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Public authorities : what is a hybrid public authority under the HRA ?

By Alexander Williams


An analysis of when the HRA subjects private bodies to the Convention is highly germane to any discourse concerning the impact of the HRA on private law. The common law horizontal effect mechanism is one route through which to hold private bodies, albeit indirectly, to Convention standards. Another route is through the hybrid public authority scheme – if a private body performs ‘functions of a public nature’ under s 6(3)(b), it is regarded during its public activity as a public authority and must respect the Convention. \ud \ud This chapter builds on earlier work which attempts to coax the judges into adopting a wider interpretation of s 6(3)(b). Its central message is that there is no need for the courts to construe that provision as restrictively as they have done since the HRA entered into force. Whilst ostensibly public in nature, hybrid public authorities are institutionally private bodies. The crucial effect of this, coupled with a close analysis of relevant Strasbourg jurisprudence, is that hybrids enjoy Convention rights themselves under the HRA, even during the performance of their public functions. They can therefore assert their own Convention rights as a defence to Convention-based challenges by claimants in court – a powerful method of self-protection which, once properly appreciated, should help ease judicial reluctance to widen the scope of s 6(3)(b) to encompass a greater range of functions performed by private bodies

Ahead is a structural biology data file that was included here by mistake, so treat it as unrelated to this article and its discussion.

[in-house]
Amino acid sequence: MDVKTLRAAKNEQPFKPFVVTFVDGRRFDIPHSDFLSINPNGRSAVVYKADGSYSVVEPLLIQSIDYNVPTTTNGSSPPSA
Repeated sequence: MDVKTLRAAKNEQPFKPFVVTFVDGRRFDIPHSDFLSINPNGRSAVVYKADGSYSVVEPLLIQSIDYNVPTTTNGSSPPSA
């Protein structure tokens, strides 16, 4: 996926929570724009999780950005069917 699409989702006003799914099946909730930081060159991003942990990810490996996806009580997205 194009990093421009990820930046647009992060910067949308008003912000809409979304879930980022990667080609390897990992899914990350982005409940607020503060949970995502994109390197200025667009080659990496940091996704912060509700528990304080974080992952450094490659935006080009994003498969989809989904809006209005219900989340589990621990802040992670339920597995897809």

Publisher: Cambridge University Press
Year: 2011
DOI identifier: 10.1017/CBO9780511920844.006
OAI identifier:

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